Hospitalists are aware of this and if they are judged by the number of midnights their patients are in the hospital, they will delay writing an admission order until after midnight whenever feasible in order to improve their LOS numbers.

“I’m getting my discharge orders written earlier in the day, so why isn’t my length of stay improving?”

Hospital administrators want to have patients discharged as early in the day as possible so that rooms can be cleaned and ready for the next bolus of hospital admissions. By using the midnight census, a patient’s length of stay will be the same whether that patient is discharged at 7:00 AM or 5:00 PM. Thus initiatives to get patients discharged earlier in the day will not affect the length of stay as measured by the midnight census.

In order to measure hospital efficiency, the hospital must measure both the length of stay and the time of day of discharge. However, the time of day of discharge is also fraught with flaws. For example, if a hospital bonuses its hospitalists on earlier discharge orders, the hospitalists may hold off on discharging a patient who is ready for discharge in the late afternoon and instead discharge them early the following morning so that their numbers look good. Additionally, depending on when a patient was admitted to the hospital, a patient discharged in the late afternoon may actually have a shorter duration of stay (in hours) than a patient discharged early in the morning. In that case, you don’t want to penalize the hospitalist for getting the patient out of the hospital faster, simply because that patient was discharged in the afternoon.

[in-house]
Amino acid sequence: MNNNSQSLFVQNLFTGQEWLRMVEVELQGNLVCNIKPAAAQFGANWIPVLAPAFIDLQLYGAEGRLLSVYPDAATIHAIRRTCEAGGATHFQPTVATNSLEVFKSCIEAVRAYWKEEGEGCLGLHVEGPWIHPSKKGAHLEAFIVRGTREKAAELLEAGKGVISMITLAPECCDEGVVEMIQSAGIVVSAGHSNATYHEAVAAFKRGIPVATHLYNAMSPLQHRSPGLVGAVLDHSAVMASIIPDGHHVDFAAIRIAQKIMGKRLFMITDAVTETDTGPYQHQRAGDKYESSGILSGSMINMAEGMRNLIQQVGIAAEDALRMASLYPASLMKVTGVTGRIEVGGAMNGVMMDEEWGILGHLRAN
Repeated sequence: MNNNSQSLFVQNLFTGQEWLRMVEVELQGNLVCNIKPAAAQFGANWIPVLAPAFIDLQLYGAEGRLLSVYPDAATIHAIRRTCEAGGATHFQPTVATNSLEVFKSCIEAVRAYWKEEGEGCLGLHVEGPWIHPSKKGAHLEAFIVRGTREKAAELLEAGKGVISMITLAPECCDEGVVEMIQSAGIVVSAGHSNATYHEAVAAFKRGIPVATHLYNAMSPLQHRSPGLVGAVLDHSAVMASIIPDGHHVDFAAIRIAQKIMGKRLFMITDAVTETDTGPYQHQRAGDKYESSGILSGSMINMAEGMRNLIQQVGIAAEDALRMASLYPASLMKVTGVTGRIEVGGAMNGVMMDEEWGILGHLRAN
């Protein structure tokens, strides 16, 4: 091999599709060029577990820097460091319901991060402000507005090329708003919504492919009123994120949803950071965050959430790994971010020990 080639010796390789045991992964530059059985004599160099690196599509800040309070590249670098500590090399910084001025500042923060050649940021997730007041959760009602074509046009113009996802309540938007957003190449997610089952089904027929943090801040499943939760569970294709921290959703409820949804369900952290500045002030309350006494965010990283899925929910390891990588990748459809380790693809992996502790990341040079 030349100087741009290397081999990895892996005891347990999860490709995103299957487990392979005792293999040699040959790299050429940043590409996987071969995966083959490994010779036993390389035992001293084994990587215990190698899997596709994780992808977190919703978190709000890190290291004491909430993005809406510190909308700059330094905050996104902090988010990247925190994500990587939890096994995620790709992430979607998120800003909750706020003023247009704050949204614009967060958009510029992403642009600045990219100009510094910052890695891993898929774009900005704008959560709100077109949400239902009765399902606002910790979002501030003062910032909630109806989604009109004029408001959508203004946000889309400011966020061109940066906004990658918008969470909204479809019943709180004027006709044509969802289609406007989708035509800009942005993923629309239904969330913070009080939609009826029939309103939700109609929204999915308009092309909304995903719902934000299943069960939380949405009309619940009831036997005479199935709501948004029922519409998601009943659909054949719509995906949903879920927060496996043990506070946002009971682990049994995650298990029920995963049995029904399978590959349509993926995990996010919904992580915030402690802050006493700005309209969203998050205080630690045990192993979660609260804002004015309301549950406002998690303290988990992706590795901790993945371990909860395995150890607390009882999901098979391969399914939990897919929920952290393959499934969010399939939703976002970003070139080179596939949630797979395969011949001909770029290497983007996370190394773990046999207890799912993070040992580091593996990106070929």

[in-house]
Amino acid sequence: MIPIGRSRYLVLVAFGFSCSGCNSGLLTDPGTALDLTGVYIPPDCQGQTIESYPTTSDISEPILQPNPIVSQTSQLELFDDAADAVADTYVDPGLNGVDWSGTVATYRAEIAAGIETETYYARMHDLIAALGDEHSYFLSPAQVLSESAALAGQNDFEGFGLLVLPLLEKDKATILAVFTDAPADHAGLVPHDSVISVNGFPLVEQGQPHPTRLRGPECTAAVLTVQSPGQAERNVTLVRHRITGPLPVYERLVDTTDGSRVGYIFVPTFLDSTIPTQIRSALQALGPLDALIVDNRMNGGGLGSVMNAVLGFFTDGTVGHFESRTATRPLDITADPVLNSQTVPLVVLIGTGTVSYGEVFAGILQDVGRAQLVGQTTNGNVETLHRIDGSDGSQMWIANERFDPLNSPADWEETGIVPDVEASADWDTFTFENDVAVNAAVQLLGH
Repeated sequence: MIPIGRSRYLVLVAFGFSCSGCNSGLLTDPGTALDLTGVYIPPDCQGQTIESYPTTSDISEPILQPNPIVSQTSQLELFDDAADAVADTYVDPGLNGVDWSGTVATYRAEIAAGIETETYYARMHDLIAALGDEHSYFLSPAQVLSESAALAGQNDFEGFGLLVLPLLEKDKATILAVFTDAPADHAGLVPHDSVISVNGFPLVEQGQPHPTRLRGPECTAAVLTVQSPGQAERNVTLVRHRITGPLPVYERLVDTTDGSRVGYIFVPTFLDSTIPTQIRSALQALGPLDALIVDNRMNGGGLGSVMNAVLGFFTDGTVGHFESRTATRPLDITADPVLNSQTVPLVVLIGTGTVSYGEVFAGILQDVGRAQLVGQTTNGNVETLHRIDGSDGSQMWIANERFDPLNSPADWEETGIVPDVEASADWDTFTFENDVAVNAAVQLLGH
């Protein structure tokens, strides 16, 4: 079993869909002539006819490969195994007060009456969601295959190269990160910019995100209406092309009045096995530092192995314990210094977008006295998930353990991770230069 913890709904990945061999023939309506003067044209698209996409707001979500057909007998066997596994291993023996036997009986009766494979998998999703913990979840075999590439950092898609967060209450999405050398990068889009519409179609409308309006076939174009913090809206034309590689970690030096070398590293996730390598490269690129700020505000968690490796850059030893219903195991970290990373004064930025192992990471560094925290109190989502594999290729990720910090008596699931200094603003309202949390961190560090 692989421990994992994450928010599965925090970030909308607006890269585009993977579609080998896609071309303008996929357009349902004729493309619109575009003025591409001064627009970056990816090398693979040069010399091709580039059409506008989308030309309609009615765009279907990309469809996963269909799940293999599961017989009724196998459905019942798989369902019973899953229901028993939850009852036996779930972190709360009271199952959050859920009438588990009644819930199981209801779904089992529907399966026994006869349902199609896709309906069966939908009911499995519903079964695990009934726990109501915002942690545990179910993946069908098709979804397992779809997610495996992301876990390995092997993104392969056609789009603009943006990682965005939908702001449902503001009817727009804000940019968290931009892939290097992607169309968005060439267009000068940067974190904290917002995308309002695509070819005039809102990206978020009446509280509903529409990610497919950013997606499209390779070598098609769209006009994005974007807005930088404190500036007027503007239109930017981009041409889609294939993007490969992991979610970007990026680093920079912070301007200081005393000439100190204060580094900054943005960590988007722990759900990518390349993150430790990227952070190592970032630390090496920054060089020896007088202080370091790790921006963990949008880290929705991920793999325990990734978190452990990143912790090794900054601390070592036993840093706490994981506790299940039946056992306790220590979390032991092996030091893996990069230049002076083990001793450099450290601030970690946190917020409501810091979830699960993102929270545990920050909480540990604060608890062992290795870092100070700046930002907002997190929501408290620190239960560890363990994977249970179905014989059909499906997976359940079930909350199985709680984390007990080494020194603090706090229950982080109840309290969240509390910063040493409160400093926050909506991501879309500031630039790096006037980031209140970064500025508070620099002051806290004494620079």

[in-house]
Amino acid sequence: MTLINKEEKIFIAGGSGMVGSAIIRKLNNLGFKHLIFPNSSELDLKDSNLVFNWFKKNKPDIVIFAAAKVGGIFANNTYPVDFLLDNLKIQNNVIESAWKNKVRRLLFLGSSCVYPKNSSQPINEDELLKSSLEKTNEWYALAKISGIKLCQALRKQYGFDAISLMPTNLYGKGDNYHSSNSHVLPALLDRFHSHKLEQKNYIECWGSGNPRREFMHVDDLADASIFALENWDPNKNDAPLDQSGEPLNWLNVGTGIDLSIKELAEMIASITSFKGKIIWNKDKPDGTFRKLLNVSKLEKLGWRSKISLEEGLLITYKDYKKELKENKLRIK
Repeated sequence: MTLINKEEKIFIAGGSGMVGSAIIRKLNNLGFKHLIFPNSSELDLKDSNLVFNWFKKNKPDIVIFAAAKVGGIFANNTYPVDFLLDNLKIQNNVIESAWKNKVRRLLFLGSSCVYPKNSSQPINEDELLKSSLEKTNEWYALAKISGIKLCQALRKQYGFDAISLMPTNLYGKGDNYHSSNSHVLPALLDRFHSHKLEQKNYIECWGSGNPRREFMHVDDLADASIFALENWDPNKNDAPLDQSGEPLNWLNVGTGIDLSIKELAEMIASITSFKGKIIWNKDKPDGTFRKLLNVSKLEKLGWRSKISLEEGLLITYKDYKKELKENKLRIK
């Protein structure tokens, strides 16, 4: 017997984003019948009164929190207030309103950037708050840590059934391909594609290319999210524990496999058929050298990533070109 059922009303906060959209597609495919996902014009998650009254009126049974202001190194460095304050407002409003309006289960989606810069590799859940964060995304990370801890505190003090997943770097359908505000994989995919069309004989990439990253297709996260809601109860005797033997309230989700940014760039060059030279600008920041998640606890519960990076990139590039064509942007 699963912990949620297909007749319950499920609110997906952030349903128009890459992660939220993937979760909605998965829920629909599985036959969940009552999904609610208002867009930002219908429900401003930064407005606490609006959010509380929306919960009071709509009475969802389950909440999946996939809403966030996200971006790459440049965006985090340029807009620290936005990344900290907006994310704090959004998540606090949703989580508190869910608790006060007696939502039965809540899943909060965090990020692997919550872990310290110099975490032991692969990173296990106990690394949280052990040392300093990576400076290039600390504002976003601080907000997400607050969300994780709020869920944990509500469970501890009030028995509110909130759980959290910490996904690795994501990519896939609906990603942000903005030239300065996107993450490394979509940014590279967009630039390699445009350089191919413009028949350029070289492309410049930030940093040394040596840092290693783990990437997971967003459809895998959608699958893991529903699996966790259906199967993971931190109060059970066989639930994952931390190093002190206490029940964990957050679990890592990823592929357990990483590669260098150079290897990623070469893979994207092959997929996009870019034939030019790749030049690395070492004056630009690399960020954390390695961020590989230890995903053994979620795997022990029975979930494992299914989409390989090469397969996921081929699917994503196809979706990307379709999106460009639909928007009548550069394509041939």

So, why use the midnight census to measure length of stay?

Hospitals have used the midnight census for decades. In the pre-computerization era, it was the most easy and reliable way to know how many patients were in the hospital – unit clerks or nursing supervisors would write down the number of admitted patients on each nursing unit at midnight and then report that to the hospital administration the following morning. That was also an era when hospitals typically ran at a lower capacity with the result that there were always empty beds to admit patients to and consequently, there was not pressure to get patients discharged as early in the day as possible.